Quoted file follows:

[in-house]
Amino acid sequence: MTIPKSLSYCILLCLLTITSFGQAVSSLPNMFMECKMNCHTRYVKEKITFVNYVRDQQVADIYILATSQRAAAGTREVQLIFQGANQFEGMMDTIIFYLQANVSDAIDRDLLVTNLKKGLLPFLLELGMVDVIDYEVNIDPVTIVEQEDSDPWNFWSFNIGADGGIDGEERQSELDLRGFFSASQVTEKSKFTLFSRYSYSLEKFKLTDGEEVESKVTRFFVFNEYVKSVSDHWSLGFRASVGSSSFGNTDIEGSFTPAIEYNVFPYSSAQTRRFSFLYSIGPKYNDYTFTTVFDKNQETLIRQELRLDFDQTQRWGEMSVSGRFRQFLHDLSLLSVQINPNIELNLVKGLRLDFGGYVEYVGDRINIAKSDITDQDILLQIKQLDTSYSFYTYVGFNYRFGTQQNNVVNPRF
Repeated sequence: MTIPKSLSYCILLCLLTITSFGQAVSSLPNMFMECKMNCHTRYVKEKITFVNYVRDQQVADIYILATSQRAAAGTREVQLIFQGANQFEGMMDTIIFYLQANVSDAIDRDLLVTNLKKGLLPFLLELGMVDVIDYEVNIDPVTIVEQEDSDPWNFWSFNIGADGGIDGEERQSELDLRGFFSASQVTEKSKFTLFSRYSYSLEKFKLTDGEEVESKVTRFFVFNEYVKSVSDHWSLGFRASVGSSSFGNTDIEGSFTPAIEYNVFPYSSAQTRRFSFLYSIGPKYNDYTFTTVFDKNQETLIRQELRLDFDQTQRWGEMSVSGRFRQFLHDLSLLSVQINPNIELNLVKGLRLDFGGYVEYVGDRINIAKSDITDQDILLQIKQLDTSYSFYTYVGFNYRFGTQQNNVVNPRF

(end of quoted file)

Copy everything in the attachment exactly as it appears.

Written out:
[in-house]
Amino acid sequence: MTIPKSLSYCILLCLLTITSFGQAVSSLPNMFMECKMNCHTRYVKEKITFVNYVRDQQVADIYILATSQRAAAGTREVQLIFQGANQFEGMMDTIIFYLQANVSDAIDRDLLVTNLKKGLLPFLLELGMVDVIDYEVNIDPVTIVEQEDSDPWNFWSFNIGADGGIDGEERQSELDLRGFFSASQVTEKSKFTLFSRYSYSLEKFKLTDGEEVESKVTRFFVFNEYVKSVSDHWSLGFRASVGSSSFGNTDIEGSFTPAIEYNVFPYSSAQTRRFSFLYSIGPKYNDYTFTTVFDKNQETLIRQELRLDFDQTQRWGEMSVSGRFRQFLHDLSLLSVQINPNIELNLVKGLRLDFGGYVEYVGDRINIAKSDITDQDILLQIKQLDTSYSFYTYVGFNYRFGTQQNNVVNPRF
Repeated sequence: MTIPKSLSYCILLCLLTITSFGQAVSSLPNMFMECKMNCHTRYVKEKITFVNYVRDQQVADIYILATSQRAAAGTREVQLIFQGANQFEGMMDTIIFYLQANVSDAIDRDLLVTNLKKGLLPFLLELGMVDVIDYEVNIDPVTIVEQEDSDPWNFWSFNIGADGGIDGEERQSELDLRGFFSASQVTEKSKFTLFSRYSYSLEKFKLTDGEEVESKVTRFFVFNEYVKSVSDHWSLGFRASVGSSSFGNTDIEGSFTPAIEYNVFPYSSAQTRRFSFLYSIGPKYNDYTFTTVFDKNQETLIRQELRLDFDQTQRWGEMSVSGRFRQFLHDLSLLSVQINPNIELNLVKGLRLDFGGYVEYVGDRINIAKSDITDQDILLQIKQLDTSYSFYTYVGFNYRFGTQQNNVVNPRF